Monday, February 24, 2003

Two, rather than Three, Trips

Last Friday afternoon, three guys here had an impact.

Kelly, one of our semi-drivers and Bruce, one of our fork-truck operators, were loading up the building components on a flatbed trailer to head for a site bright and early Monday morning. (Here are some typical buildings.) As a good sized post-frame building, everyone assumed it would take three trips with a 48' flatbed trailer to deliver it.

Except these guys.

Along with Randy, our dispatcher, they asked themselves, "Can we get all the components on two, rather than three loads, and stay within the legal load requirements for gross and axle weights?" Conventional logic said "We've always shipped this size building in three loads." They said, "Yeah, but do we have to?"

So, Kelly, the guy who would drive the rig on Monday and Bruce, who had the forktruck ready, started shifting things around on the trailer. Once they got started, it became clear how it could fit. In an hour, out in the cold and winter wind of the Indiana prairie, they had it done.

How did this happen?

  • They challenged the assumption. They refused to blindly believe that this was the way it had to be done, that three loads were required.
  • They refused to compromise essentials. Nowhere did they suggest we would or could run the trailer over the legal load limit. Bruce and Kelly refused to take any unsafe action to "cram" the load on. They refused to shortcut customer service.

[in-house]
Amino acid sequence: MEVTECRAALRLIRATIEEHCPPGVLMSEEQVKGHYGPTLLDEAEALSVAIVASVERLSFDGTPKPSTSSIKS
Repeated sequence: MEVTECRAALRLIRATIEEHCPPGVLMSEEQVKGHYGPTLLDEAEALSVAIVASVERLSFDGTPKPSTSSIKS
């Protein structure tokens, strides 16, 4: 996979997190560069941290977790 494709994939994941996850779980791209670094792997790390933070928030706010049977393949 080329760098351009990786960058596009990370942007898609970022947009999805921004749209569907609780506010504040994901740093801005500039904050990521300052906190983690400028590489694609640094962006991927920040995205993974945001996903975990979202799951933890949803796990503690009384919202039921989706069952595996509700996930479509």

• They took action. They didn't talk about the theory of trailer loading. They went to the trailer and started trying things that made sense to their experienced eyes.
  • They knew they were empowered to try. All of this started when Randy suggested Kelly and Bruce give it a shot.
  • They knew there was no penalty for failing. If it didn't work, hey, we already had planned on three loads. So, it was a "safe" way to try something new.
This is hardly the summation of how innovation works. But it just hit me as illustrating many of the important points and it happened on Friday, right here. I was pretty pumped about it.

Much more can be said about challenging assumptions. One of the best approaches is Goldratt's "Evaporating Cloud." It works best on sticky problems where it appears that compromise might be necessary to get any forward movement. If I can, I might write about it in the future.

For now, just pick an assumption and challenge it today. If it holds up, you will know better why. If it doesn't, you just might make some surprising progress.

I hope this is helpful. But, of course, I wouldn't just assume so. Let me know what assumptions about you and your needs I'm making.

Feel free to forward to a friend. Email me

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